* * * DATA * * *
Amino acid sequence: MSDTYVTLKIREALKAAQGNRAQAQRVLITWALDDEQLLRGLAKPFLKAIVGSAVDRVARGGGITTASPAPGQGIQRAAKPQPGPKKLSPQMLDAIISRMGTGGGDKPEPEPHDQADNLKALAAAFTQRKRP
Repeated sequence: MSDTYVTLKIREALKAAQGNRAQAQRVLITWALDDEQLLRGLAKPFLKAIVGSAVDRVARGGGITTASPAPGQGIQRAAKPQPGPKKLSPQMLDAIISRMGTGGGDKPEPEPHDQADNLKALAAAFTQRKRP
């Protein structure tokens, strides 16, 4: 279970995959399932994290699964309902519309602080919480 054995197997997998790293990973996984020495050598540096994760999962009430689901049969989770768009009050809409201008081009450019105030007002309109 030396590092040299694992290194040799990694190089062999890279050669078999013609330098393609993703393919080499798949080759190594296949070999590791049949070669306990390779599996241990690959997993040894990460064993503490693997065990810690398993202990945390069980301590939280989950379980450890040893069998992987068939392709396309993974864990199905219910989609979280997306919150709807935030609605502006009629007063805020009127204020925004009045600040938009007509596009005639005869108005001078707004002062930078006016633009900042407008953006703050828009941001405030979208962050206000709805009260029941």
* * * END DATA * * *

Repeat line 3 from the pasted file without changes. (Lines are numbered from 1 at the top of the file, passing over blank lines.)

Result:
């Protein structure tokens, strides 16, 4: 279970995959399932994290699964309902519309602080919480 054995197997997998790293990973996984020495050598540096994760999962009430689901049969989770768009009050809409201008081009450019105030007002309109 030396590092040299694992290194040799990694190089062999890279050669078999013609330098393609993703393919080499798949080759190594296949070999590791049949070669306990390779599996241990690959997993040894990460064993503490693997065990810690398993202990945390069980301590939280989950379980450890040893069998992987068939392709396309993974864990199905219910989609979280997306919150709807935030609605502006009629007063805020009127204020925004009045600040938009007509596009005639005869108005001078707004002062930078006016633009900042407008953006703050828009941001405030979208962050206000709805009260029941």